#1 Lumix GH4
Take the internal combustion engine used in automobiles.
For about a century the petrol and diesel motors in our cars have experienced incredible improvements, we can talk about 10x increase in energy efficiency, and don’t get me started with reliability, noise and air pollution.
Even in the last 15 years we have seen dramatic changes, like turbocharged diesel engines in sport cars, common rail direct fuel injection, with electronics and firmware keeping the fuel consumption always optimized.
Yet it seems that reducing fuel consumption further, even a measly 5% or 10%, will require enormous efforts.
In high-end cars we start to see byzantine solutions, like reducing floor clearance at highway speeds to improve aerodynamics, closing partially the front grille to reduce drag while having enough engine cooling, “smart” management of pumps and air conditioning, and so on…
We are clearly in “diminishing returns” phase of the innovation cycle. Actually the engine system itself is already fully optimized; today fuel efficiency improvements come from the rest of car.
We are getting close to the hard limit. Thermodynamic cycle of combustion engines allow for a fuel efficiency of 25% to 30% at most. End of story.
Electric cars, on the other side, will soon be mainstream starting at 80% efficiency. (Producing electricity efficiently is another story, but let’s stay focused on our topic)
The State of Art for H.264 video in DSLR Cameras
I can almost sense that H.264 video encoding is at the same point in its technological cycle as combustion engine.
Today we are pulling almost 100% of its potential.
Just as combustion engine efficiency is limited by the laws of thermodynamics, H.264 encoding efficiency is limited by a standard approved in 2003. It has received amendments over the last decade, but the efficiency of the codec can’t improve significantly unless you redesign it.
First H.264 encoding chips didn’t have all the bells and whistles that Advanced Video Coding standard allows for.
For example, CABAC entropy encoding is about 10% more efficient than CAVLC, but makes chip design more complex.
This improvement in H.264 is the equivalent of common rail direct injection.
source: ephotozine – Joshua Waller
Then some manufacturers started to use different H.264 encoding settings depending on light, for example 3 possible settings for low light, interior and outdoor.
Canon introduced this optimization in cameras with DIGIC 5+ chip, starting with EOS 5D Mark III in 2012.
It consists in offering 3 different H.264 encoder configurations (called Picture Parameters Sets or PPS), each with a different value for a parameter called pic_init_qp_minus26.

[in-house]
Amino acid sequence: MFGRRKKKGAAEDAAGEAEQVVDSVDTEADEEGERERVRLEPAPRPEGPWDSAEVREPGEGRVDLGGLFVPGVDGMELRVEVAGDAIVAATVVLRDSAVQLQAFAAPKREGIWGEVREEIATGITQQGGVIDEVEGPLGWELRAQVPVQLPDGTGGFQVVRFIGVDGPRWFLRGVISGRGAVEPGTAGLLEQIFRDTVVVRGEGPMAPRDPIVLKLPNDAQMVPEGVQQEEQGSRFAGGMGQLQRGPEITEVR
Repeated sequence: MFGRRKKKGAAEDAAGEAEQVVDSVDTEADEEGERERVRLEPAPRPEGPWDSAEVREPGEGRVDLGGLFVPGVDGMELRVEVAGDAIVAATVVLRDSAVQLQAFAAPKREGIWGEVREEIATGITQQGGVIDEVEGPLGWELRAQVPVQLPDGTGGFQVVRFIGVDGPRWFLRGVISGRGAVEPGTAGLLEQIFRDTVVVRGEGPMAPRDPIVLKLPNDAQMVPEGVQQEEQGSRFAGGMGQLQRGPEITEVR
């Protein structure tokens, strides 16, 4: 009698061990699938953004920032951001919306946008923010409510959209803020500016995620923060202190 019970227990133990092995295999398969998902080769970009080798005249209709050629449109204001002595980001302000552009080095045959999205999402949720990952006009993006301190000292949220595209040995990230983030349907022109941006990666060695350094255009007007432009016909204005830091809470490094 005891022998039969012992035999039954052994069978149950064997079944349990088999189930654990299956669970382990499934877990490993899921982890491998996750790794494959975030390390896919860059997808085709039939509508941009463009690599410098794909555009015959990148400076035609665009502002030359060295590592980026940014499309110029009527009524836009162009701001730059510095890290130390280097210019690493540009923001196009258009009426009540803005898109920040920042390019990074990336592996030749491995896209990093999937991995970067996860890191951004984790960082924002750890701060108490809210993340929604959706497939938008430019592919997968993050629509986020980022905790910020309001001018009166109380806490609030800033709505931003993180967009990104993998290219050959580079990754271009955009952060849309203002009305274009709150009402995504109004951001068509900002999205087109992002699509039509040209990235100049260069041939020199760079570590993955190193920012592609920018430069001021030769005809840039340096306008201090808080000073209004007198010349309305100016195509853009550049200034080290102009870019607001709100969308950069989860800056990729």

The H.264 specification doesn’t shed too much of a light on what this parameters stands for:
pic_init_qp_minus26 specifies the initial value minus 26 of SliceQPY for each slice. The initial value is modified at the slice layer when a non-zero value of slice_qp_delta is decoded, and is modified further when a non-zero value of mb_qp_delta is decoded at the macroblock layer. The value of pic_init_qp_minus26 shall be in the range of -(26 + QpBdOffsetY ) to +25, inclusive.
In layman terms, this tells the encoder to encode with more detail the shades of color that dominate the picture, and thus avoid color banding: Image quality is slightly improved while keeping same bitrate.
This is like fine tuning the automatic transmission to optimize fuel efficiency.
Lumix GH4 seeking optimal H.264 video encoding
But there’s still a problem: at the time you start recording, the camera has to pick one of the possible H.264 encoding settings and stick with it until you push STOP. This is not optimal if you walk from interior to outdoor while camera is recording!
This is where Panasonic engineers made a smart contribution:
GH4 cameras also use several PPS, but they dynamically change the active PPS frame by frame to always use the settings that will yield optimal image quality.
Not only that: instead of playing with pic_init_qp_minus26, they use a more fine-grained method to get optimal quality called Picture Scaling Matrix.
Lumix GH4 engineers have used all the tricks in the H.264 encoding playbook to achieve optimal video quality.
There’s no much room for improvement for future H.264 cameras.
The Lumix GH4 is a serious contender to be remembered as a top DSLR camera of the H.264 era, just as the Leica M6 for rangeviewer film cameras.
Disruption Ahead: H.265
HEVC (H.265), the new standard for video encoding, promises a 50% economy in bitrate at constant quality over H.264.
Let’s see how the transition plays out in the next months. The whole industry has yet to start adopting the new standard.
If this is any indication of what is coming, last month we have received our first corrupt H.265 video from a Samsung Gear 360 camera.
Our tools are not yet ready to detect and repair H.265 routinely, but we already have some prototypes running in-house to address such repair requests and we will be ready for when the H.265 deluge starts.
For the moment, H.265 is only present in specialized markets (surveillance, IP cameras) and in new Samsung products (Gear 360, NX series).